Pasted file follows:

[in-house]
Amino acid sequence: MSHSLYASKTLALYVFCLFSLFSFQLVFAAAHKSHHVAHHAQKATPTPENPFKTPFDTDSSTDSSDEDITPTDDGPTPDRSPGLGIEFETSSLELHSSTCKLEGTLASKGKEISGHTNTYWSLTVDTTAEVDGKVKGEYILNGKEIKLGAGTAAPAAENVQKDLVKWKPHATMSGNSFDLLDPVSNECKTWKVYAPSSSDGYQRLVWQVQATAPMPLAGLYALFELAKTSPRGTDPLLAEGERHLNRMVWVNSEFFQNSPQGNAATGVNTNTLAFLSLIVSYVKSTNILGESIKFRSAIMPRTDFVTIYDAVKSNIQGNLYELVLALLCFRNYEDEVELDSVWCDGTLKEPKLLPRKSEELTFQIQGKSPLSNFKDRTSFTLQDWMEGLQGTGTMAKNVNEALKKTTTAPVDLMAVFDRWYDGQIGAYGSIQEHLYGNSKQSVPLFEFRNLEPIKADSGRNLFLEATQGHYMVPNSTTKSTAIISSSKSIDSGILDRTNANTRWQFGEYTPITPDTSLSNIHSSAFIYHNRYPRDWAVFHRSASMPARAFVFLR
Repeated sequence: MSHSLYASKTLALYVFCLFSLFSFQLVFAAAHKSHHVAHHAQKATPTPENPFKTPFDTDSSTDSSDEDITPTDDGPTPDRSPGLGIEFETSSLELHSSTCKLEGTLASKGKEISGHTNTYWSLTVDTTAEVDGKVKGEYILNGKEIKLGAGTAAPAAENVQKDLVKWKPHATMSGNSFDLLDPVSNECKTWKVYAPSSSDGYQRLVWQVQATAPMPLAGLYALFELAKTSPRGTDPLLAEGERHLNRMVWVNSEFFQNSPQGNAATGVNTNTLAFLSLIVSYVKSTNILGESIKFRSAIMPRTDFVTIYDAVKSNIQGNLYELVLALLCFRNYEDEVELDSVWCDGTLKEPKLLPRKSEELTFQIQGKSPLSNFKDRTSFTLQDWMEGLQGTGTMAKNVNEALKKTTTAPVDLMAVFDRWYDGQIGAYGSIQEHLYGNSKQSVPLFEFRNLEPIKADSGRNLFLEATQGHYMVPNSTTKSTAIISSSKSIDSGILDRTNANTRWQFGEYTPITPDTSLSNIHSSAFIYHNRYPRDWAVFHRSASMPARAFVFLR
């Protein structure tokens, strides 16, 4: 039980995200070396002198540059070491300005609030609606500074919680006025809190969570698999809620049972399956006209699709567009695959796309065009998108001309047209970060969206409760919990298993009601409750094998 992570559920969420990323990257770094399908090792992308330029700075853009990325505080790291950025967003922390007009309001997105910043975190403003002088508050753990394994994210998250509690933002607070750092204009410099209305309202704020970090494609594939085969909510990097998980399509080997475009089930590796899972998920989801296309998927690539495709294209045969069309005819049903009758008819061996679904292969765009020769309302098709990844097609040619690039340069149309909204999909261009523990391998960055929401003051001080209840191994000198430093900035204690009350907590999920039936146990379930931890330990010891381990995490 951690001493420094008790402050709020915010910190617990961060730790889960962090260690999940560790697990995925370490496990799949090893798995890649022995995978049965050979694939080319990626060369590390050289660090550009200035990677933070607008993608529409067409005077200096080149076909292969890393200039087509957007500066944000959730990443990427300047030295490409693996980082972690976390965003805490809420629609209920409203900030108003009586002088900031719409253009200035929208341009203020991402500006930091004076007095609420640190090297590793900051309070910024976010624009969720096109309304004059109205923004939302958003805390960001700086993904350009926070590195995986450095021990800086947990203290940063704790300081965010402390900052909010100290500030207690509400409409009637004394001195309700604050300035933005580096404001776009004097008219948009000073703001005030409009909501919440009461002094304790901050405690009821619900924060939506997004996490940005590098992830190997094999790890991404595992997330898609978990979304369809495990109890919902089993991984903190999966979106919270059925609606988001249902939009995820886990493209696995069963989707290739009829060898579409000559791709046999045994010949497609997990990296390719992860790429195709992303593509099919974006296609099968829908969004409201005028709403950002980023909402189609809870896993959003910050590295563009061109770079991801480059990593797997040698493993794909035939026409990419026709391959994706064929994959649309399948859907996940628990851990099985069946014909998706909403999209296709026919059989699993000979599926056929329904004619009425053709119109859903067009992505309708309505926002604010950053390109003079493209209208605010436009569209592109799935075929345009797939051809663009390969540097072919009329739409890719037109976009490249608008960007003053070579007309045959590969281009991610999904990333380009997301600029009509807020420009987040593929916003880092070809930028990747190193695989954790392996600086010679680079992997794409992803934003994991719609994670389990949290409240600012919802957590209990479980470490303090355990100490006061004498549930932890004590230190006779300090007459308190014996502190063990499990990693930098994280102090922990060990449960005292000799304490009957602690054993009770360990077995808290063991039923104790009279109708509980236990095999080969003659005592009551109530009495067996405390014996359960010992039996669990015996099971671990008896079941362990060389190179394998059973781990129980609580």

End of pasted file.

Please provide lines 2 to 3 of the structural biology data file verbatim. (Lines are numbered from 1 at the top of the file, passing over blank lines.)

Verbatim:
Amino acid sequence: MSHSLYASKTLALYVFCLFSLFSFQLVFAAAHKSHHVAHHAQKATPTPENPFKTPFDTDSSTDSSDEDITPTDDGPTPDRSPGLGIEFETSSLELHSSTCKLEGTLASKGKEISGHTNTYWSLTVDTTAEVDGKVKGEYILNGKEIKLGAGTAAPAAENVQKDLVKWKPHATMSGNSFDLLDPVSNECKTWKVYAPSSSDGYQRLVWQVQATAPMPLAGLYALFELAKTSPRGTDPLLAEGERHLNRMVWVNSEFFQNSPQGNAATGVNTNTLAFLSLIVSYVKSTNILGESIKFRSAIMPRTDFVTIYDAVKSNIQGNLYELVLALLCFRNYEDEVELDSVWCDGTLKEPKLLPRKSEELTFQIQGKSPLSNFKDRTSFTLQDWMEGLQGTGTMAKNVNEALKKTTTAPVDLMAVFDRWYDGQIGAYGSIQEHLYGNSKQSVPLFEFRNLEPIKADSGRNLFLEATQGHYMVPNSTTKSTAIISSSKSIDSGILDRTNANTRWQFGEYTPITPDTSLSNIHSSAFIYHNRYPRDWAVFHRSASMPARAFVFLR
Repeated sequence: MSHSLYASKTLALYVFCLFSLFSFQLVFAAAHKSHHVAHHAQKATPTPENPFKTPFDTDSSTDSSDEDITPTDDGPTPDRSPGLGIEFETSSLELHSSTCKLEGTLASKGKEISGHTNTYWSLTVDTTAEVDGKVKGEYILNGKEIKLGAGTAAPAAENVQKDLVKWKPHATMSGNSFDLLDPVSNECKTWKVYAPSSSDGYQRLVWQVQATAPMPLAGLYALFELAKTSPRGTDPLLAEGERHLNRMVWVNSEFFQNSPQGNAATGVNTNTLAFLSLIVSYVKSTNILGESIKFRSAIMPRTDFVTIYDAVKSNIQGNLYELVLALLCFRNYEDEVELDSVWCDGTLKEPKLLPRKSEELTFQIQGKSPLSNFKDRTSFTLQDWMEGLQGTGTMAKNVNEALKKTTTAPVDLMAVFDRWYDGQIGAYGSIQEHLYGNSKQSVPLFEFRNLEPIKADSGRNLFLEATQGHYMVPNSTTKSTAIISSSKSIDSGILDRTNANTRWQFGEYTPITPDTSLSNIHSSAFIYHNRYPRDWAVFHRSASMPARAFVFLR